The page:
Growing up on St. Croix in the U.S. Virgin Islands, Merlin Theodore knew she’d become an engineer. Her father was so inspired by a female engineer he worked with at an oil refinery that he saw the field as an opportunity for his daughters. Ultimately, five of them became engineers or scientists.
Theodore focused her career on improving manufacturing materials and processes to lower energy use and costs. And, President Biden noticed. In January, Theodore, who works at Oak Ridge National Laboratory (ORNL), became the first full-time researcher to receive a presidential appointment to the board that governs the National Science Foundation. The National Science Board is an independent body of 25 advisors to the president and Congress on policy matters related to science, engineering, and education.
“I’m excited to make an impact on the U.S. economy through manufacturing science and engineering. What can we do to make a difference? That’s what I’m looking at,” Theodore says. “When we develop new technologies, we have to think about deployment and workforce development.”
Workforce development includes encouraging science, technology, engineering, and math (STEM) students. Theodore supports several STEM programs, but she is especially passionate about the one her best friend founded that Theodore helped build: the D. Cromwell STEM Scholarship. Their mission is to increase the pool of Virgin Islanders entering STEM by providing financial support and mentorship throughout their academic career and beyond.
Theodore’s career experience is diverse—defense, industrial manufacturing production, clean energy applications—and runs the gamut from early-stage research to deployment. She helped start a carbon fiber pilot plant at Georgia Tech, applied that knowledge as head of excellence at SGL Automotive Carbon Fibers, then became director of the Carbon Fiber Technology Facility at ORNL.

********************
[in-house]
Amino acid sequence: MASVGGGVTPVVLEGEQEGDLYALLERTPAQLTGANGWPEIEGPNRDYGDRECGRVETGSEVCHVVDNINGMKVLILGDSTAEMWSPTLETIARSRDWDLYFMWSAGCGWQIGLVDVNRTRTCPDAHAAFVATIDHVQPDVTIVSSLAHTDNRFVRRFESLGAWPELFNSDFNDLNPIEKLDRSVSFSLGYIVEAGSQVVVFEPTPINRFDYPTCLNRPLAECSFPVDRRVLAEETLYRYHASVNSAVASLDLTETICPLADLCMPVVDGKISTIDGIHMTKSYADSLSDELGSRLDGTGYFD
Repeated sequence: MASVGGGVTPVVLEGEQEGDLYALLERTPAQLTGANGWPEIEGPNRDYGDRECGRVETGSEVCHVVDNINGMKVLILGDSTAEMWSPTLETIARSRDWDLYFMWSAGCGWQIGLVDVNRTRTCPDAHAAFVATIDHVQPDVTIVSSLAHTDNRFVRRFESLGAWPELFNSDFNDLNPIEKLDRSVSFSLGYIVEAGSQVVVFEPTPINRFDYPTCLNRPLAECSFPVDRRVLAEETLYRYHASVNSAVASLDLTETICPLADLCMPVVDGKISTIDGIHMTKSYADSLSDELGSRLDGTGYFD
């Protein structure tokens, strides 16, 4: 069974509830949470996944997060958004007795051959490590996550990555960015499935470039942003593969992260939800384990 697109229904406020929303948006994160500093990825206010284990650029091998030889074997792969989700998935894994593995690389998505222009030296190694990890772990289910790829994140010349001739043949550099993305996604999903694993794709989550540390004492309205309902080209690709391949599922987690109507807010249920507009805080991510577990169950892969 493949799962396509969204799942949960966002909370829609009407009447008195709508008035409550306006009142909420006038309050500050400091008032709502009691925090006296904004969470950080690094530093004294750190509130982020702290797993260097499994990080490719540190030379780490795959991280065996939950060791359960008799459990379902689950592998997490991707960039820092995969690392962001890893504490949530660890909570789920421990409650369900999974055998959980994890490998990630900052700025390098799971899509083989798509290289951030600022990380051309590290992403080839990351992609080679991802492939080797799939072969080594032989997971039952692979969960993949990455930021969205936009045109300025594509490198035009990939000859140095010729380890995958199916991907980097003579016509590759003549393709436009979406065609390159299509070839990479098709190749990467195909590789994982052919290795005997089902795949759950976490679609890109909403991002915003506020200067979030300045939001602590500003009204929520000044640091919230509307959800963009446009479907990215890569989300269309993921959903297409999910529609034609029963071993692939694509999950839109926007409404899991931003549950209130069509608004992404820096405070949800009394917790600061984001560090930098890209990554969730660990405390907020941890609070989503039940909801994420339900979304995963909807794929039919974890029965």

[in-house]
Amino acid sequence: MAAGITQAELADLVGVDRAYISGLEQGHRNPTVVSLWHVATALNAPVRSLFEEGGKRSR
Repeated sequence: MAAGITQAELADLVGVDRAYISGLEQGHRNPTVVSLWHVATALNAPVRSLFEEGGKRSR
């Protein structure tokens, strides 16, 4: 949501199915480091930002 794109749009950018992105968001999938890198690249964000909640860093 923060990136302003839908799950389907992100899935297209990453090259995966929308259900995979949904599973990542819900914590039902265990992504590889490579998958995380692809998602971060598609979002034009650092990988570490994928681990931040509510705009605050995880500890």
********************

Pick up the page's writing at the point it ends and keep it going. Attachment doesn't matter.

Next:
Clean En∙er∙gy Cham∙pi∙on
/klēn/ /ˈenərjē/ /ˈCHampēən/
1. A person or group that takes action to support or join the transition to a renewable energy economy, with the knowledge that reducing carbon emissions provides daily benefits to every American so they can live happy and healthy lives.
Today her work is focused on scaling up advanced fiber manufacturing and its components for clean energy applications—wind power, automotive, compressed gas storage, and infrastructure—to reduce costs and energy in manufacturing systems.
“My work has carried over into my home—I’m not normal anymore!” she says with a laugh. She explains that she used to get all her grocery shopping done in an hour, but now she finds herself considering the manufacturing costs and energy in the products she buys. “I stopped buying canned beans, because I think of the materials and energy it takes to produce that can of beans.” Dry beans last longer and are healthier, anyway, she says.
“I also got a list of appliances and the energy they use, and I was shocked. I don’t really use my dishwasher. I used to blow-dry my hair, and now I let it air-dry. And I’m thinking about solar panels now.” (EERE sent Theodore the Homeowner’s Guide to Going Solar and a blog post about financing a rooftop solar energy system to help her get started.)
Theodore knows solar and other types of renewable energy provide backup power in the event of an outage. She sent her family and friends, who have seen numerous hurricanes and power outages living on St. Croix, solar-charged portable battery packs.
From family to her mentees to female staff at ORNL to struggling strangers who cross her path, Theodore helps a lot of people. Those people and many more are celebrating the news of Theodore’s national recognition for her work in advanced manufacturing.
“I’m still getting calls from people congratulating me,” she says. “I was like, ‘This is bigger than me.’ This is about the kids in the projects. It’s about people from the Caribbean islands. It’s about Oak Ridge and minority-serving educational institutions. It’s about all the women. They were all celebrating. It was their win too.”